What jobs have you done other than being an artist?

When I chose my degree, I was very undecided between painting and architecture. I ended up choosing architecture and worked as an architect for more than a decade. During this time, I took several painting and drawing courses and never stopped doing artistic work, but I did not do it professionally. Architecture was very important, and even today I believe that, although I don’t feel like an architect, I am imbued with all the work processes I learned in college and used during that time.

 Why art?

It was never a conscious choice. I feel it as a necessity, like a ‘calling.’ My most unhappy and empty times were when I was an architect and didn’t have time to create. (Contrary to popular belief, architecture can be a rather bureaucratic and uncreative discipline).

What is an artistic outlook on life?

To experiment, without the fear of making mistakes. Furthermore, to know when to stop, to appreciate, to look, to think without having to turn everything into ‘production.’ For artistic work, stopping is fundamental (and I suspect in life in general as well). Two-thirds of my time in the studio is spent looking at what I’m doing. Outside the studio, we should do the same. It helps me understand where I want to go.

 What memorable responses have you had to your work?

I like to listen to what people say when they don’t know that I am the author and they comment on my work casually. It almost always evoke strong feelings, whether they like it or not. Some time ago, I came across a man at one of my exhibitions who thought I was a visitor like him. He commented to me on how powerful those paintings were, how they evoked such ambiguous feelings in him… I was pleased…

What food, drink, song inspires you?

More than food, drink, or music, what inspires me is doing it together. My moments of fulfillment are during the sharing of food and drink with people I love. Whether it’s a fish lunch, a meat dinner, or a cake snack, what inspires me most is being with my people, relaxed and chatting.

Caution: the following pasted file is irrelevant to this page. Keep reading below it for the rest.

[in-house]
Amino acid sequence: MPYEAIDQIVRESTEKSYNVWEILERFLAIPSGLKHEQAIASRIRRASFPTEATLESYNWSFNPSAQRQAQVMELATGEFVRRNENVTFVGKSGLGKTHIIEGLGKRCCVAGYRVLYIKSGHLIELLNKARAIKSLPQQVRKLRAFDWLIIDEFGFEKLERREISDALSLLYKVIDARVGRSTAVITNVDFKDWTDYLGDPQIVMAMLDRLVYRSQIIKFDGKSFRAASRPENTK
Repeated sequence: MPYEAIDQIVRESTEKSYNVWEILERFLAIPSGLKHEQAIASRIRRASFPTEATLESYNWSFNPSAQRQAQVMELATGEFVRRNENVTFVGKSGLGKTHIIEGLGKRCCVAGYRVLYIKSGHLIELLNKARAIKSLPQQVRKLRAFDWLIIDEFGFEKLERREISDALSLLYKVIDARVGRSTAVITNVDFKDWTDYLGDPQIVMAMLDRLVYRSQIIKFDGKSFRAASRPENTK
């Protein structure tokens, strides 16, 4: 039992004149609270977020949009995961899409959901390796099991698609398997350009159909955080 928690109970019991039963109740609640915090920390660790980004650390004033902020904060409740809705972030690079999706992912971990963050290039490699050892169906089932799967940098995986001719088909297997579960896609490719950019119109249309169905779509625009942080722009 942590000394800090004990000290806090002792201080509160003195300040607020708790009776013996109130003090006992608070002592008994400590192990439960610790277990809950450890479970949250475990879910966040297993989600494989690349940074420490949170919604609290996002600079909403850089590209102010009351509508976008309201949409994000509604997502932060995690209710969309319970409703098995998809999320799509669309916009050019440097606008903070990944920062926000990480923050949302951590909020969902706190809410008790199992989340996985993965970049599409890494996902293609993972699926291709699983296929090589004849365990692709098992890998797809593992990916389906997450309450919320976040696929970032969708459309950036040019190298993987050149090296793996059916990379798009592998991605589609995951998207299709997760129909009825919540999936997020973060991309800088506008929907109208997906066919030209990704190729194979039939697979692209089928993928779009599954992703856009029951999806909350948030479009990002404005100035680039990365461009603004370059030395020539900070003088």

Is the artistic life lonely? What do you do to counteract it?

A bit, but I’m fortunate to have some very present friends who accompany me during the creative process and whom I turn to for ‘thinking’ out loud. They help me a lot and are fundamental for not feeling the typical ‘loneliness’ of the artistic creator.

What do you dislike about the art world?

I don’t like it when it becomes pretentious. I don’t like hearing so many people say they don’t understand anything about art. Art is a form of intuitive communication. There are no experts or non-experts. Art is for everyone; it should not be turned into a luxury object that makes people uncomfortable.

What do you dislike about your work?

I’m always concerned about financial instability. It’s a very insecure professional life with little financial return.

What do you like about your work?

I like it when it communicates with people. Whether because they like it a lot or because it’s a bit bothersome, in most cases, people somehow relate to my work. That’s the most important thing for an artist.

 Should art be funded?

Yes, art should be funded. All culture is fundamental for a civilized and advanced society. Culture plays an important role in promoting dialogue, building bridges between different communities, and fostering social cohesion. When there is a discipline of such importance that does not have immediate utility and does not generate money, funding should be ensured so that everyone has the opportunity to benefit from it. Societies with access to art become better societies.

What role does arts funding have?

It allows artists to create without worrying about what is marketable.

What is your dream project?

Fortunately, I have had the opportunity to work on projects created by me that fulfill me completely. I have been able to work with people I admire. When I have an idea for a dream project, I move forward, and so far, I have always been able to realize them.

Name three artists youd like to be compared to.

Lucian Freud, Egon Schielle, Andrew Salgado

Favourite or most inspirational place ?

The Azores. I did a series of paintings inspired by the people of those mysterious, somewhat ghostly islands. I think it’s my favorite place in the world. I haven’t been to all nine islands, but in all the ones I’ve been to, I feel like I belong there.

Whats the best piece of advice youve been given?

People often give me advice. It’s almost always well-intended, but I think the best advice comes from me and my personal growth and maturity: “it doesn’t matter what others think”.

Professionally, whats your goal?

Continuing to work and to keep challenge myself.